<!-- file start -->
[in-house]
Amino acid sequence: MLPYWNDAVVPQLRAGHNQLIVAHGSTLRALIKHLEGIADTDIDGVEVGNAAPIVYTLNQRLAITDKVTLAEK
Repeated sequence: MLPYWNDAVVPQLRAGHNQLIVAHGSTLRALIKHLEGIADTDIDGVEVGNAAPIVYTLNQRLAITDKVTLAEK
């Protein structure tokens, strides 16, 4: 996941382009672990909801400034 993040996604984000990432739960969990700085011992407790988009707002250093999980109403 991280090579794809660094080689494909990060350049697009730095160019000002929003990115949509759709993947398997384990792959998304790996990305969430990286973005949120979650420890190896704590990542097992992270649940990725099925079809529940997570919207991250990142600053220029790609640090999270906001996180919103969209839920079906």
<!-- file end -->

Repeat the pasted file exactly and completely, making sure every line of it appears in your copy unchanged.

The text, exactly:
[in-house]
Amino acid sequence: MLPYWNDAVVPQLRAGHNQLIVAHGSTLRALIKHLEGIADTDIDGVEVGNAAPIVYTLNQRLAITDKVTLAEK
Repeated sequence: MLPYWNDAVVPQLRAGHNQLIVAHGSTLRALIKHLEGIADTDIDGVEVGNAAPIVYTLNQRLAITDKVTLAEK
């Protein structure tokens, strides 16, 4: 996941382009672990909801400034 993040996604984000990432739960969990700085011992407790988009707002250093999980109403 991280090579794809660094080689494909990060350049697009730095160019000002929003990115949509759709993947398997384990792959998304790996990305969430990286973005949120979650420890190896704590990542097992992270649940990725099925079809529940997570919207991250990142600053220029790609640090999270906001996180919103969209839920079906």